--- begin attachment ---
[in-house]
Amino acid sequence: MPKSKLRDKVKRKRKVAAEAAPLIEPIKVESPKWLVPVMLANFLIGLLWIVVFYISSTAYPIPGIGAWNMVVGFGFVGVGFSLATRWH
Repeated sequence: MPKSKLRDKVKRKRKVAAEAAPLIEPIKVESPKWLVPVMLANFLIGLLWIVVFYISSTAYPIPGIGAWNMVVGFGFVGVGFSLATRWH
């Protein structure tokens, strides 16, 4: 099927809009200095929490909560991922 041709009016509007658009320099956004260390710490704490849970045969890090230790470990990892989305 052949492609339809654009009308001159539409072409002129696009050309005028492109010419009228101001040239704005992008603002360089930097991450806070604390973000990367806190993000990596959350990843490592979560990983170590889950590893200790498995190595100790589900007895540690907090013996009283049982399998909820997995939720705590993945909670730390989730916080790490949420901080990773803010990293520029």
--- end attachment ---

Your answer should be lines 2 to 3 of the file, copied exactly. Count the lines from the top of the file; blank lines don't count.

Amino acid sequence: MPKSKLRDKVKRKRKVAAEAAPLIEPIKVESPKWLVPVMLANFLIGLLWIVVFYISSTAYPIPGIGAWNMVVGFGFVGVGFSLATRWH
Repeated sequence: MPKSKLRDKVKRKRKVAAEAAPLIEPIKVESPKWLVPVMLANFLIGLLWIVVFYISSTAYPIPGIGAWNMVVGFGFVGVGFSLATRWH